Philip Morris Names New CEO
NEW YORK â€“â€“ Philip Morris Cos. named chief financial officer Louis C. Camilleri as its new leader Wednesday, ending debate over who would lead the tobacco-food giant in the face of regulatory challenges and smoking lawsuits worldwide.
The company's board said it would elect Camilleri, 47, as president and CEO effective April 25, following the annual stockholders' meeting. He replaces Geoffrey Bible, who will continue as chairman until his scheduled retirement at the end of August.
Philip Morris, whose brands include Marlboro cigarettes, Kraft cheese and Miller Lite beer, also reported a 7.6 percent increase in fourth-quarter earnings Wednesday, due in part to strong tobacco sales. The results met Wall Street's expectations.
"The appointment of Louis Camilleri as my successor ... gives me great confidence," Bible said in a release Wednesday. "Time and again, he has demonstrated his people skills, his ability to deliver results and to deliver them with precision, his deep knowledge of our businesses across the world and his superb strategic and financial acumen."
Camilleri is believed to have beaten out Michael E. Szymanczyk, the head of the U.S. tobacco business. Analysts said the Camilleri's diverse experience in guiding both the food and tobacco businesses appeared to give him the edge.
Camilleri joined Philip Morris Europe in 1978 and held several positions while building the company's tobacco business there. He was a senior vice president as well as CEO of Kraft Foods International before becoming Philip Morris CFO in 1996, where he devised financial aspects of the company's landmark tobacco litigation settlement with the states in 1997.
"Camilleri was certainly the strongest candidate," said Martin Feldman, tobacco analyst at Salomon Smith Barney in New York.
In a conference call Wednesday, Camilleri praised the company's strong management team and said he planned to announce any changes by April 25. Feldman predicted that Szymanczyk may be promoted to a position such as chief operating officer to help keep him at the company.
Camilleri takes over at a time when analysts say the company may need to reshape its organization and consider acquisitions to build profitability. The world's biggest commercial tobacco company also faces greater restrictions worldwide on cigarette marketing and is now pushing FDA regulation of tobacco as it looks to devise a potentially less hazardous cigarette.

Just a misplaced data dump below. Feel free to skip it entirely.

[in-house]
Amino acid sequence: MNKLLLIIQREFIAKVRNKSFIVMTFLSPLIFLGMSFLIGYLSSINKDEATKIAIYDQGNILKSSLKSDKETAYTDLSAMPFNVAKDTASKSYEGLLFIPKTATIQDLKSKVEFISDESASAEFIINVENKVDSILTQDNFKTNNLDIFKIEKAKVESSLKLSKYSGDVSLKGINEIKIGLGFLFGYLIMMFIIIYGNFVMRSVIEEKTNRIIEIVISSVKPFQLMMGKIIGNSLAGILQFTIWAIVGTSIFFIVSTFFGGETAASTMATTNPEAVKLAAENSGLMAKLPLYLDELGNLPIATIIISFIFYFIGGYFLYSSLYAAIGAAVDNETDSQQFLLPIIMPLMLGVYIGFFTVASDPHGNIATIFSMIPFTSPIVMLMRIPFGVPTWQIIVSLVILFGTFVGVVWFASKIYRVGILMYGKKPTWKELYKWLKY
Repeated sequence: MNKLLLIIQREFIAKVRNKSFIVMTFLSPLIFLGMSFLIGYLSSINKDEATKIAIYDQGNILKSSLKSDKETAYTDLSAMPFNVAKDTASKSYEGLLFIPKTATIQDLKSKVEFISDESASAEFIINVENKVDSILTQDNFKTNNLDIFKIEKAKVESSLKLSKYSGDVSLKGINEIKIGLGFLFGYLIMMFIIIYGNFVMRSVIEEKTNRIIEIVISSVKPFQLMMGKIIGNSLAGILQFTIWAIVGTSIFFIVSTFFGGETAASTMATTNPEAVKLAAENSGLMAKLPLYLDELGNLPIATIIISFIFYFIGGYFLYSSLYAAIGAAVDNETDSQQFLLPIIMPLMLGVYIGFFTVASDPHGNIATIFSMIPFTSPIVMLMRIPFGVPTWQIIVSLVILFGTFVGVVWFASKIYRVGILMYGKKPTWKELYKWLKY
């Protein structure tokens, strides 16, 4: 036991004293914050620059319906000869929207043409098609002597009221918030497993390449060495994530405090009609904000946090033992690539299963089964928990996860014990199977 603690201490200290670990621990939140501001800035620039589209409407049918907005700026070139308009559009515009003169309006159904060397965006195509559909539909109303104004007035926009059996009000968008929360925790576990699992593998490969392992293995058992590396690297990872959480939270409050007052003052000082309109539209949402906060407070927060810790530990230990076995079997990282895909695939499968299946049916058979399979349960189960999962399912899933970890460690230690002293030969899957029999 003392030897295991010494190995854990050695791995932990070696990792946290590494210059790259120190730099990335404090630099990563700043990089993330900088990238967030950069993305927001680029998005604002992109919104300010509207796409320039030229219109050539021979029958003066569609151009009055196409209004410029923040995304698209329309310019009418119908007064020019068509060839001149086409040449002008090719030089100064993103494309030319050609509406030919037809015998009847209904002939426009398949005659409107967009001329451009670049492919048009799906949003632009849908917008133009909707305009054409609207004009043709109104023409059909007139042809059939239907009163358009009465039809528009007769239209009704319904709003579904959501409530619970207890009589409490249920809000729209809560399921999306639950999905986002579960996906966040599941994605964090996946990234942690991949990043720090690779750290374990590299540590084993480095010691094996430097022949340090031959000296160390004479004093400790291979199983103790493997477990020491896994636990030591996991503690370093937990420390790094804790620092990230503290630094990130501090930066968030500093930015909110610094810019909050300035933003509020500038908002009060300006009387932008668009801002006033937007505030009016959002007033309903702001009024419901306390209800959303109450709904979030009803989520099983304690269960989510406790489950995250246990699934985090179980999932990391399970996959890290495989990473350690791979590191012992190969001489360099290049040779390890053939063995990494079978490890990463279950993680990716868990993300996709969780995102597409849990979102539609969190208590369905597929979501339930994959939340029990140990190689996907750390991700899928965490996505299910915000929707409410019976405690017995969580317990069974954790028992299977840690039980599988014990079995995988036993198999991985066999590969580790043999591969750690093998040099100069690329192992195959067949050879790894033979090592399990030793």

"I am very optimistic that we can build on (Bible's) vision and guide this company to ever greater heights in terms of performance, social responsibility and shareholder value," Camilleri said.
On Wednesday, the company said it earned nearly $2.2 billion, or 99 cents per share, in the three months ended Dec. 31, compared with $2.0 billion, or 90 cents a share, a year ago.
The results matched expectations by Wall Street analysts surveyed by Thomson Financial/First Call.
Revenue was $22 billion, up from $19.4 billion a year earlier.
Domestic tobacco profits rose 6.7 percent, primarily from higher pricing. It came despite a 4 percent decline in cigarette shipments that the company attributed to wholesalers substantially reducing inventory in advance of the federal excise tax increase on Jan. 1.
The company said its retail share of the U.S. cigarette market rose 0.3 points to 50.6 percent of the market, and its top-selling Marlboro brand captured 38.1 percent of the market, up 1.1 share points.
International tobacco earnings rose 2.8 percent as shipment volume climbed 3.2 percent. Philip Morris cited strong growth in countries such as Belgium, France, Israel, Japan and Russia.
Investor response was light. In trading Wednesday on the New York Stock Exchange, shares fell 22 cents to close at $49.57.
For the year, Philip Morris earned $8.56 billion, or $3.87 a share, up from $8.51 billion, or $3.75 a share, a year ago. Revenue rose to $89.9 billion from $80.4 billion in 2000.